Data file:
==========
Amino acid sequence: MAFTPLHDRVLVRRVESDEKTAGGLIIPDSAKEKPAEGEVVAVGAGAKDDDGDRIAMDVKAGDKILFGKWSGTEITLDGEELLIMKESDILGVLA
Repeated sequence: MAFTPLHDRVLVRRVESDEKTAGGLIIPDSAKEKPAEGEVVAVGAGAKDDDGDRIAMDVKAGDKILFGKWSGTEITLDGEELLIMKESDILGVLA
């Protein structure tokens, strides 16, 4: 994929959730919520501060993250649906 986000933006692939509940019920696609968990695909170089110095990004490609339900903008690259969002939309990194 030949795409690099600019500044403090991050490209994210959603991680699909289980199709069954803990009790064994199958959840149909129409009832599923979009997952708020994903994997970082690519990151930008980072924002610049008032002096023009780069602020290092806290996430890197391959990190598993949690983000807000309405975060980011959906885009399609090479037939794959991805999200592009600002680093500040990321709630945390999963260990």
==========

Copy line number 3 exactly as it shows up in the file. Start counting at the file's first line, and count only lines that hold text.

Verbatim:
């Protein structure tokens, strides 16, 4: 994929959730919520501060993250649906 986000933006692939509940019920696609968990695909170089110095990004490609339900903008690259969002939309990194 030949795409690099600019500044403090991050490209994210959603991680699909289980199709069954803990009790064994199958959840149909129409009832599923979009997952708020994903994997970082690519990151930008980072924002610049008032002096023009780069602020290092806290996430890197391959990190598993949690983000807000309405975060980011959906885009399609090479037939794959991805999200592009600002680093500040990321709630945390999963260990």